Interview: Glass Beach and Engineer Layne Smith Talk ‘Plastic Death’

After five long years, LA-based genre-defying group glass beach are back with their long-awaited sophomore record plastic death, releasing January 19 via Run for Cover Records. Filled with whimsy and wit, the band poke fun at their highly anticipated return with “Coelacanth,” a song which shares the same name as a fish that was once thought to be extinct, heralding glass beach’s return.

In what’s been called a “bizarrely inventive universe,” plastic death pushes the boundaries of what is considered punk as they explore what it means to be artists as the world seemingly falls apart around them. This point is punctuated by the pandemic, which led the members to all move in together—though they had lived together previously—to work on the record. Singer J McClendon says that in some ways it was great and others not so much. “It was during the eviction moratorium. So, landlords were even more skeptical of people.”

The state of the world played a major influence on the creation of plastic death, which is perhaps illustrated best with the album’s artwork. A bioluminescent “abyss angel” graces the cover, reflecting the internal nature of the record, “the exploration of darkness,” as J puts it. Artist Daxe, J’s fiancé, designed the entrancing art that helps depict the evolving sound of the group. “We are kind of going in a fully different direction,” says engineer Layne Smith. J adds that they’re excited for fans to hear the acoustic elements and no-so-common instruments on the record, like the marimba, baritone and horns.

“I would write something on guitar, and then we would replace it with another instrument where I would completely change the part to be something that nobody would just pick up a guitar and strum. One of my big rules for this record is like, two to three minutes into every song, there had to be a big switch-up because I figured that’s the point when a lot of people’s attention span kind of runs thin, “J says.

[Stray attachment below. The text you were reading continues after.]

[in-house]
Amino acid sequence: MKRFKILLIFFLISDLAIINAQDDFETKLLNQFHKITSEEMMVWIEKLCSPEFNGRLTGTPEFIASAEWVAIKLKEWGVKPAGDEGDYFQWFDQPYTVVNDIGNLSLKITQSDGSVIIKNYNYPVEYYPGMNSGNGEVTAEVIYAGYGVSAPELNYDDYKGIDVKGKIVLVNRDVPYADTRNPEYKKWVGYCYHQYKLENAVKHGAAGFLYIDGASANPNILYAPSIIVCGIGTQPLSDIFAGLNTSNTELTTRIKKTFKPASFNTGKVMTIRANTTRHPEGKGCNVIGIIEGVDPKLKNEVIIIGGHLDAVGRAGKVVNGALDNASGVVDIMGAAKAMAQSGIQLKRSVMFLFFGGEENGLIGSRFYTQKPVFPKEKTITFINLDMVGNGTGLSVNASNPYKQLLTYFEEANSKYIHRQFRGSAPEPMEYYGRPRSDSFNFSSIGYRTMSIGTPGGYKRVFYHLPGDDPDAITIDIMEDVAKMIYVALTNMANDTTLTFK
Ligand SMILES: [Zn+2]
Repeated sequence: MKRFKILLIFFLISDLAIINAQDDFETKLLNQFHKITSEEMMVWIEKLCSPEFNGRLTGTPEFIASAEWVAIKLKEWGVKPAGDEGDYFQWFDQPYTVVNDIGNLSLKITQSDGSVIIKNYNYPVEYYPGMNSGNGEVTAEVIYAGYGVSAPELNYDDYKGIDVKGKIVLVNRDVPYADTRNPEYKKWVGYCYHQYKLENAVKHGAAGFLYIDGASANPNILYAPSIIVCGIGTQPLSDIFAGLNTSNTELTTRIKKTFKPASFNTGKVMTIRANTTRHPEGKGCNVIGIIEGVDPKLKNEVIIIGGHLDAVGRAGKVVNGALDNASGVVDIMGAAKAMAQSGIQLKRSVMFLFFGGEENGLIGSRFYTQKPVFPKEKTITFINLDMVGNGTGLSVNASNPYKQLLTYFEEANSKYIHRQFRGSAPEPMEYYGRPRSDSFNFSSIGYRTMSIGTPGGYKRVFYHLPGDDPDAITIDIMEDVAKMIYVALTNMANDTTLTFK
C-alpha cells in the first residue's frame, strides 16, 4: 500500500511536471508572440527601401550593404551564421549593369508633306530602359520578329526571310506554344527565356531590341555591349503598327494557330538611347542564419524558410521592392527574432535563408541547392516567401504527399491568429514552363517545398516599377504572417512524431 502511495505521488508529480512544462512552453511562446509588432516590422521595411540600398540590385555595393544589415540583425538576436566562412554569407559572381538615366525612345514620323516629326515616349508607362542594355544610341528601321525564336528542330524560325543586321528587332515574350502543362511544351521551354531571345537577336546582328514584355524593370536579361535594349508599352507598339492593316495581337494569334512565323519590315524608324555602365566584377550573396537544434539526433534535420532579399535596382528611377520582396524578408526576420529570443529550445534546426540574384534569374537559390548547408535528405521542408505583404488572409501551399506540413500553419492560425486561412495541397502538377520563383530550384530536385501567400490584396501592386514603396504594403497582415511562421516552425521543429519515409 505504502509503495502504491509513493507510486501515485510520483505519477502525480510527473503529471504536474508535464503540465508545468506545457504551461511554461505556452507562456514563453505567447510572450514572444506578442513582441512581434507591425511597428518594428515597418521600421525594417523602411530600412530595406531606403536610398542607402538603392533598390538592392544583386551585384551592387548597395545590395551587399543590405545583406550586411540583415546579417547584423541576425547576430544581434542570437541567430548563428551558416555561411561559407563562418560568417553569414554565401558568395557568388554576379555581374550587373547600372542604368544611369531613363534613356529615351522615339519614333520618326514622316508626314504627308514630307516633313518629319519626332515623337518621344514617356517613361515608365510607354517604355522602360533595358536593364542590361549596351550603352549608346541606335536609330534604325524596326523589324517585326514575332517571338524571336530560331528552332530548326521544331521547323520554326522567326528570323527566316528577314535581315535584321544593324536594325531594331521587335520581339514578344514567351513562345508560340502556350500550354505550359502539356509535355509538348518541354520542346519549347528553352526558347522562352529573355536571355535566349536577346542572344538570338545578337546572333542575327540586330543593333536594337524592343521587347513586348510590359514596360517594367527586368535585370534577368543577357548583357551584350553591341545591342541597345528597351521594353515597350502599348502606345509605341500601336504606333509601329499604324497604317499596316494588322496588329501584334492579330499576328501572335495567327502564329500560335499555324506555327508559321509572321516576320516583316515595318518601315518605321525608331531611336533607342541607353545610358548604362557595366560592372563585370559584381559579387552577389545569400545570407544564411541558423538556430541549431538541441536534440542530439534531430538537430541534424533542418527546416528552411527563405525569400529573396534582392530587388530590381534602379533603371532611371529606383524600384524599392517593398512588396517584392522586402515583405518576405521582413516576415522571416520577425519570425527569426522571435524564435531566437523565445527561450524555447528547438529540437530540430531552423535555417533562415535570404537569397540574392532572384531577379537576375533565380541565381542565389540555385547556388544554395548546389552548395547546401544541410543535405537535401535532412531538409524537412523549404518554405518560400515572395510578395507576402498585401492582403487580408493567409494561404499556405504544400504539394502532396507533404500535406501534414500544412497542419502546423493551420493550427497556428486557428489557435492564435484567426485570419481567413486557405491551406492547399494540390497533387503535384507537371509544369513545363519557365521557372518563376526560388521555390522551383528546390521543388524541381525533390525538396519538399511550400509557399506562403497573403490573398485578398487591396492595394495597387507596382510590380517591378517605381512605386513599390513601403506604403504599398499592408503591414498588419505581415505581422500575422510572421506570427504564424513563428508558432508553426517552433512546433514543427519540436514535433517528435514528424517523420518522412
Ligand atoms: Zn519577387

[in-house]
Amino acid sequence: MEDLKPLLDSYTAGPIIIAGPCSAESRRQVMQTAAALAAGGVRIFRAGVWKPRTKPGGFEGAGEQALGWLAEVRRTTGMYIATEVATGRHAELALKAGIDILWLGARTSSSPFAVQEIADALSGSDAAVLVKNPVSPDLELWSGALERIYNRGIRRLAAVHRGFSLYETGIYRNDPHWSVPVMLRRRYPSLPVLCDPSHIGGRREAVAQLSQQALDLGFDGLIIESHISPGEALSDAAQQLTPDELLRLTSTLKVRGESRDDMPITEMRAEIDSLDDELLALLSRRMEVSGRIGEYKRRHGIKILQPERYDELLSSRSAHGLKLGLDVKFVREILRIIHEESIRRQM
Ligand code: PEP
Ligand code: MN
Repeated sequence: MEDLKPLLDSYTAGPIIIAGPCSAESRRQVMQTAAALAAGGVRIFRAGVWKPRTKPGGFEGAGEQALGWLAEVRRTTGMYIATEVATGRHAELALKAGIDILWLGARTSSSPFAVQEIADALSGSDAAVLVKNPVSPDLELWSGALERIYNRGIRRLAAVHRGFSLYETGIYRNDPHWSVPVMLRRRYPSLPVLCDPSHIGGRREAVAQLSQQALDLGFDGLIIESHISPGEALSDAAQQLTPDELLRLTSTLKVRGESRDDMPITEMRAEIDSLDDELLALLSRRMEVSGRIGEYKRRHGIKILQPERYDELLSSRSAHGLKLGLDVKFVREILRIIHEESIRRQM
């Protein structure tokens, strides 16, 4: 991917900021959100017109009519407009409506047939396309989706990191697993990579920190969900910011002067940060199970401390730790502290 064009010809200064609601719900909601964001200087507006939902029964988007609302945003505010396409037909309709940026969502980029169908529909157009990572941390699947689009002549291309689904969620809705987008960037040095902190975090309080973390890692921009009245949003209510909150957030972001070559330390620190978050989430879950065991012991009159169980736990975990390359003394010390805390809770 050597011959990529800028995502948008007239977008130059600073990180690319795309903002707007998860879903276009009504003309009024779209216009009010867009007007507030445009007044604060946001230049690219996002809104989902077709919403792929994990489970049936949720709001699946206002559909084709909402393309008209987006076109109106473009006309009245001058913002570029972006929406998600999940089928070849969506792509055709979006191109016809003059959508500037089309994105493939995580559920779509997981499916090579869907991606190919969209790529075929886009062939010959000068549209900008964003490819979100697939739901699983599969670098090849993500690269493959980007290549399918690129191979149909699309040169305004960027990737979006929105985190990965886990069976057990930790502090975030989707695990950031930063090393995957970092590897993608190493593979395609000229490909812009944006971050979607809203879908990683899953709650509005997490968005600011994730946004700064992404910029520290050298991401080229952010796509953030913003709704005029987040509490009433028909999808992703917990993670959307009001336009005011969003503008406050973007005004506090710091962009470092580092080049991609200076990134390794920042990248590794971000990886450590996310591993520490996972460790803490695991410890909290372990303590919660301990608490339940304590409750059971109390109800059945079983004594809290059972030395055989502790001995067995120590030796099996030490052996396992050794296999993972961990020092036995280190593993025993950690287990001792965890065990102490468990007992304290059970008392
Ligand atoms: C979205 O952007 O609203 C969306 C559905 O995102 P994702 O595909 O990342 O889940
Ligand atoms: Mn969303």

“For me, it is very important that every song sounds completely different as much as we can. If punk wants to remain transgressive, like, it needs to change, you know. People are very used to the original punk sound. I think of us, honestly, as a punk band, even though a lot of our stuff probably does not sound like it because I’m thinking, ‘Let’s fucking stretch it as far as it’ll go.’ And if even the punks are like, ‘I don’t know; this is too weird for me’, then you’re doing something right.”

One day, the band hope to do a show where every instrument present on the record is played live, though drummer William White admits that albums and live versions of songs “are a different kind of beast,” adding, “we’re in the process of figuring out how a lot of these songs are going to work live.” This rings especially true with the songs from plastic death, as each song’s subject matter varies greatly.

From a song about the CIA to DB Cooper, J says, “To me, there is a sort of stream of consciousness flow to a lot of these songs. It’s almost more about what the unspoken threat is that’s tying all these different things together.” Bassist Jonas Newhouse sums it up best by saying that J’s lyrics are like “impressionist art.”

Plastic death comes out tomorrow and you can pre-order it now from Run for Cover Records. Follow glass beach on Facebook, Instagram, Twitter, TikTok, and Twitch for future updates.

Photo courtesy of Cam Ann Evans

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